Network: Take a look at the colour of money

Can computer gaming's first black hero blast his way into the hearts and wallets of young white males? By Mark Chadbourn
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The Independent Culture
Lara Croft's big guns have blown a few holes in a gaming world obsessed with the idea that players could only relate to testosterone- dripping protagonists. Now, almost three years after Tomb Raider's conception, non-PC - as in politically correct - rules of the games are about to go through the grinder.

When it is released early next year, Shadow Man will be the industry's first mass-market product to feature a black protagonist. It's a bizarre fact to consider, given the cultural liberalism of the rest of the entertainment industry, but it only serves to underline the arch-conservatism of games makers guided by the near-religious belief that the majority of young- white male computer users can't cope with anything beyond their immediate frame of reference.

For an industry with a technology base that is turbo-driven by looking to the future, the gaming world - socially and culturally - is firmly stuck in the past.

While those who work on computer games are comprised of men and women from a range of cultural and religious backgrounds, anyone browsing retailers' shelves would be forgiven for thinking the games' character creation was in the hands of some timewarped, 1950s small-town Americans.

But not only is Shadow Man shaking up the status quo, it's also expected to be a massive seller, perhaps even at Tomb Raider levels.

Created in the UK by Stockton-on-Tees-based Iguana Entertainment, Shadow Man is produced by the mighty United States company Acclaim, and will come with a suitably global marketing clout.

Like most cultural advances in commerce, however, Shadow Man isn't really about the industry doing the right thing - it's about hard cash. Games makers have suddenly woke to a fact that is common knowledge in the music and film worlds - most of their target audience want to be black.

"It seems to me that, right or not, at this moment in time, being black is somehow perceived as much `cooler' than being white," explains Guy Miller, Iguana's creative director. "So it becomes an aspirational thing, with white kids aspiring to the perceived `coolness' of certain parts of black culture. In my opinion, as long as your hero meets the traditional archetype, it doesn't matter what colour he or she is."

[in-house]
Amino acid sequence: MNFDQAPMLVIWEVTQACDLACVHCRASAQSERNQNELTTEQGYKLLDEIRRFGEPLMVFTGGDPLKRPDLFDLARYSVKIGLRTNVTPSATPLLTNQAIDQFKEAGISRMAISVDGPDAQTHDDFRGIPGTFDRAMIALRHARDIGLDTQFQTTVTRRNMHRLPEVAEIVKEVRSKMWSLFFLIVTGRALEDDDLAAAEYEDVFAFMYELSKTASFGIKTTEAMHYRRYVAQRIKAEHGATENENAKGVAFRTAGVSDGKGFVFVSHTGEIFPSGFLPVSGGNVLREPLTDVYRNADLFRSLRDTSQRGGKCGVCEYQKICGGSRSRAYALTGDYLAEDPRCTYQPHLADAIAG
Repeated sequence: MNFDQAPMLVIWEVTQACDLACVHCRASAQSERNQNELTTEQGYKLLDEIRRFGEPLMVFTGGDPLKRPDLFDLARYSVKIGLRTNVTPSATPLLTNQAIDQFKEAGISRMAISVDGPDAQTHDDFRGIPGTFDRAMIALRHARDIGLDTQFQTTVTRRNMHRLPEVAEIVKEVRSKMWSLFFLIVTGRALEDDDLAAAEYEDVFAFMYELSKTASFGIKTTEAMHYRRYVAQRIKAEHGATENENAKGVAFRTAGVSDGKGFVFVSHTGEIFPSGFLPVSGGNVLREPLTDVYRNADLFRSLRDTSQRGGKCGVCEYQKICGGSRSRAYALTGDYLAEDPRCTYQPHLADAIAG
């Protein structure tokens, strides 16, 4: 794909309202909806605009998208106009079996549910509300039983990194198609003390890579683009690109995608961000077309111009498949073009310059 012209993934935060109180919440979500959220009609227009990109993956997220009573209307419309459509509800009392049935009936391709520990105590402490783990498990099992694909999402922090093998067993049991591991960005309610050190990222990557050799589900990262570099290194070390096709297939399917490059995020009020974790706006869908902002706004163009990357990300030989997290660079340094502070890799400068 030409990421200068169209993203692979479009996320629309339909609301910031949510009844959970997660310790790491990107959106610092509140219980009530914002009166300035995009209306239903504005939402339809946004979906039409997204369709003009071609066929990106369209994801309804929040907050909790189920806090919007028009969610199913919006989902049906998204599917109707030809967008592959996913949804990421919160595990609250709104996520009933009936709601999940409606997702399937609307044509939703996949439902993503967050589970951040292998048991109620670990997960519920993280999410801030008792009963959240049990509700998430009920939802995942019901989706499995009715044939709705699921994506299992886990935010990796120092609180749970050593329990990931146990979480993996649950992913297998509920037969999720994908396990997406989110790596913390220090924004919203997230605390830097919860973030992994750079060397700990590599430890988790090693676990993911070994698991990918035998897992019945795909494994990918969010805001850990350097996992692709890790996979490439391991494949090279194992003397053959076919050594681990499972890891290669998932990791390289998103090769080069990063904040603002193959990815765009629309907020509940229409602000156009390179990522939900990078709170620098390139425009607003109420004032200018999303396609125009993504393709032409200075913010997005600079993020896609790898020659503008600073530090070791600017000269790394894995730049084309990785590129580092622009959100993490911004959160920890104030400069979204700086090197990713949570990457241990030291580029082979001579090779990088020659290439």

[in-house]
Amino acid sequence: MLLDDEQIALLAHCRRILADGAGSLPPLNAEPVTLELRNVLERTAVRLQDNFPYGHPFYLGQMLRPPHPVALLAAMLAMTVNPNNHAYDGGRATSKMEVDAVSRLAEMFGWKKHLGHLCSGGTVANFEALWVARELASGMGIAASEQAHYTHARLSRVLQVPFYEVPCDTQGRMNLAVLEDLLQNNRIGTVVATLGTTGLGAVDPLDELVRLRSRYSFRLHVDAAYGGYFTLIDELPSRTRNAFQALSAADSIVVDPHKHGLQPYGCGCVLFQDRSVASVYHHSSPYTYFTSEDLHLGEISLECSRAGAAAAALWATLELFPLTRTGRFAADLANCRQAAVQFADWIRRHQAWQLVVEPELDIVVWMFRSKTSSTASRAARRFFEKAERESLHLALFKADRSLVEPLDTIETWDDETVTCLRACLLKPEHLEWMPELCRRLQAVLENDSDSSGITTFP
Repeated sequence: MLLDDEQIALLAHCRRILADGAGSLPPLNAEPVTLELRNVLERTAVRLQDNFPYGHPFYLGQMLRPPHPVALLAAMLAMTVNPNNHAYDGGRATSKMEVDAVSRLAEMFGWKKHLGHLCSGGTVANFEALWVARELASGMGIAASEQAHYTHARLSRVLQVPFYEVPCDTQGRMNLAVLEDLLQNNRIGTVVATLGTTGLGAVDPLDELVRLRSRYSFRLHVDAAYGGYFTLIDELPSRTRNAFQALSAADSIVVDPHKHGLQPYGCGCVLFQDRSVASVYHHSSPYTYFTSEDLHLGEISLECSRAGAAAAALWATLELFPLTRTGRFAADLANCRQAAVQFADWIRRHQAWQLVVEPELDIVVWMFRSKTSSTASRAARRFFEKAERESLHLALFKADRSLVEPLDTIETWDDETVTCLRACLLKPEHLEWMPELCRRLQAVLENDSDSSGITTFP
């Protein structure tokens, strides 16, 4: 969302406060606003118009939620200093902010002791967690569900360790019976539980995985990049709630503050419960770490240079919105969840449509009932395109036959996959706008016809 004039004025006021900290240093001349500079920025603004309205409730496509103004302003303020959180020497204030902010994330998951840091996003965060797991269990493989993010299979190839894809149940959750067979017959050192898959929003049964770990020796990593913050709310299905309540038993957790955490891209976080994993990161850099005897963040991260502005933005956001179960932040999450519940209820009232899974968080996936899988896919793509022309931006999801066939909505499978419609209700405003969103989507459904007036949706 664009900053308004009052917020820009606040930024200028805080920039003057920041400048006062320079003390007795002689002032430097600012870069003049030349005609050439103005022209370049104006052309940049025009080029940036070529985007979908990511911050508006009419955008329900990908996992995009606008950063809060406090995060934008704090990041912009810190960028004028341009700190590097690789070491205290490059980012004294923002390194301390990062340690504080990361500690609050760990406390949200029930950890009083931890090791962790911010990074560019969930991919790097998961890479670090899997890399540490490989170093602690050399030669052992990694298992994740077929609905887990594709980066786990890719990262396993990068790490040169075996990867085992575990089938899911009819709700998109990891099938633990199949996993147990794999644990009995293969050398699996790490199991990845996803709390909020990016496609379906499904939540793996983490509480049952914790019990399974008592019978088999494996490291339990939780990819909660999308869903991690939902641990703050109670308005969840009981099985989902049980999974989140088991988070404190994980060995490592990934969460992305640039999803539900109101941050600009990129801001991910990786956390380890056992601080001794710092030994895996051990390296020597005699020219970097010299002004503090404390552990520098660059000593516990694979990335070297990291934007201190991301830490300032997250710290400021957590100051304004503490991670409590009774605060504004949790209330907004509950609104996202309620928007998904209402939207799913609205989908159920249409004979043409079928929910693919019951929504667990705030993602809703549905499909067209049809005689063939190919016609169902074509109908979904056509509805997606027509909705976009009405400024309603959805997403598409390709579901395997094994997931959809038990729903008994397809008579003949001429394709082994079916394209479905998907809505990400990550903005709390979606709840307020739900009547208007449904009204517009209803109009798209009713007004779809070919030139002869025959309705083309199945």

And there's no doubt that Shadow Man will be the coolest game ever produced.

As well as making it thoroughly dazzling to play, Iguana's team also is going to unprecedented lengths to ensure that Shadow Man is a style badge like the latest underground, white-label mix or the footwear du jour. Top-secret talks are currently being held with street-fashion labels including sunglass manufacturers, a top jeans company, shirt makers and footwear companies so that the lead character of Shadow Man, Mike LeRoi, will get an aspirational look, pitching him right at the cutting edge of popular culture.

At the same time, the team has been negotiating with various American groups for a soundtrack that will match any movie.

"We're getting rather Tarantino with the music by including several tracks from well-known artists in the game," Miller explains. "I think it is unusual to go to these lengths for a computer game, but if the games industry is going to be taken seriously as a form of mainstream entertainment, then we're going to have to go to these lengths."

Miller seems desperate to change the established view that computer games are the sole province of the spotty-teenage nerd. He's a man with a mission - and that's to have his industry rubbing shoulders with movies and music.

"To be perfectly honest, I don't give a shit about the old-school gamer, the so-called `hardcore' gamer. Shadow Man is a game for people with a life, in much the same way that most mainstream movies - or novels for that matter - are for people with lives.

"I'm not interested in making games for nerds and, yes, I believe that Shadow Man will appeal to the cooler, smarter, more stylish player, because this type of player has a bloody life outside of games."

Shadow Man is based on a cult -comic character who just happens to be dead. Immersed in the culture of New Orleans music and voodoo, he prowls the dividing line between the land of the living and "Deadside", stopping the more unsavoury characters - the serial killers and psychos - returning to wreak havoc on their old patches.

There's a significant technological leap forward to match the cultural one. All of the characters in Shadow Man will be motion-captured and will look realistic thanks to soft-skin techniques. There also will be neat tricks like real-time light sources. But the most exciting feature is Iguana UK's Vista (Virtually Integrated Scenic TerrAin) game engine. For the first time, characters in a game will be able to walk to the horizon in a breathtakingly expansive-outdoor landscape without bumping up against the false wall of the level's "room". Unusually, the game also is non- liner in structure. Most levels can be attempted in any order, although the player's choice makes the game easier or more difficult to complete.

All these things will guarantee Shadow Man is seen as a substantial advance for computer games.

If it has the expected impact it could open up a whole new market while making the games industry a serious and respected contender both creatively and financially in the entertainment business. More importantly, Shadow Man could be a serious wake-up call to the games makers that, yes, we really are living in the Nineties.